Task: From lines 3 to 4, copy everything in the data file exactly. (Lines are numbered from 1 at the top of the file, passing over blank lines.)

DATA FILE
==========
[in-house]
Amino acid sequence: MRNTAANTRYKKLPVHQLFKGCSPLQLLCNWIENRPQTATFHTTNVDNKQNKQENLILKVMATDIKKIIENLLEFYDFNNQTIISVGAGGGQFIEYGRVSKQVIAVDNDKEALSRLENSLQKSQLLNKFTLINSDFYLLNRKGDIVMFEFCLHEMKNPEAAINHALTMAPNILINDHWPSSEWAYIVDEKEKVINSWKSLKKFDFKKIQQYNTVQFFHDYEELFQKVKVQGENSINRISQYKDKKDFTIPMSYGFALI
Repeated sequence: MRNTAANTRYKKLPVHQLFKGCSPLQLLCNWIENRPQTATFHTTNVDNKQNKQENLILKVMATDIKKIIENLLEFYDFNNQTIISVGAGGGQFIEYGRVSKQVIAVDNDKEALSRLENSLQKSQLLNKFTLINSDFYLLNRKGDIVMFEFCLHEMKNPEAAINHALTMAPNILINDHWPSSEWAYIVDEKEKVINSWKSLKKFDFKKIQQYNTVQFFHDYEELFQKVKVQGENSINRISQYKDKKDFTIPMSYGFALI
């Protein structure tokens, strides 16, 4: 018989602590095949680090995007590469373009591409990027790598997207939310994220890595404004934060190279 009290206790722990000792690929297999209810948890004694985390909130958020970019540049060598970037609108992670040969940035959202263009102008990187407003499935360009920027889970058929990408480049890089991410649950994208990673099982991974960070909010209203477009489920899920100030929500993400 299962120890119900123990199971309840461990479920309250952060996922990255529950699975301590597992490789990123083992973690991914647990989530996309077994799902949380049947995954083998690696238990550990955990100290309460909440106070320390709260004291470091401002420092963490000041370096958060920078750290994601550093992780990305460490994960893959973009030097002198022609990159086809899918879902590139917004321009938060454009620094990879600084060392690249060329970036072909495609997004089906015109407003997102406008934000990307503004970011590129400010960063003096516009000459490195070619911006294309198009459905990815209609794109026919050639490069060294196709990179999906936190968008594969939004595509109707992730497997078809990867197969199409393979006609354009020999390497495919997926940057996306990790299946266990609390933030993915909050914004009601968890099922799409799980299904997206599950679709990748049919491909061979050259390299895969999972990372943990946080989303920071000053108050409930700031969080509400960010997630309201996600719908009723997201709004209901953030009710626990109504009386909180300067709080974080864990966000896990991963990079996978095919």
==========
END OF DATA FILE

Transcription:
Repeated sequence: MRNTAANTRYKKLPVHQLFKGCSPLQLLCNWIENRPQTATFHTTNVDNKQNKQENLILKVMATDIKKIIENLLEFYDFNNQTIISVGAGGGQFIEYGRVSKQVIAVDNDKEALSRLENSLQKSQLLNKFTLINSDFYLLNRKGDIVMFEFCLHEMKNPEAAINHALTMAPNILINDHWPSSEWAYIVDEKEKVINSWKSLKKFDFKKIQQYNTVQFFHDYEELFQKVKVQGENSINRISQYKDKKDFTIPMSYGFALI
């Protein structure tokens, strides 16, 4: 018989602590095949680090995007590469373009591409990027790598997207939310994220890595404004934060190279 009290206790722990000792690929297999209810948890004694985390909130958020970019540049060598970037609108992670040969940035959202263009102008990187407003499935360009920027889970058929990408480049890089991410649950994208990673099982991974960070909010209203477009489920899920100030929500993400 299962120890119900123990199971309840461990479920309250952060996922990255529950699975301590597992490789990123083992973690991914647990989530996309077994799902949380049947995954083998690696238990550990955990100290309460909440106070320390709260004291470091401002420092963490000041370096958060920078750290994601550093992780990305460490994960893959973009030097002198022609990159086809899918879902590139917004321009938060454009620094990879600084060392690249060329970036072909495609997004089906015109407003997102406008934000990307503004970011590129400010960063003096516009000459490195070619911006294309198009459905990815209609794109026919050639490069060294196709990179999906936190968008594969939004595509109707992730497997078809990867197969199409393979006609354009020999390497495919997926940057996306990790299946266990609390933030993915909050914004009601968890099922799409799980299904997206599950679709990748049919491909061979050259390299895969999972990372943990946080989303920071000053108050409930700031969080509400960010997630309201996600719908009723997201709004209901953030009710626990109504009386909180300067709080974080864990966000896990991963990079996978095919």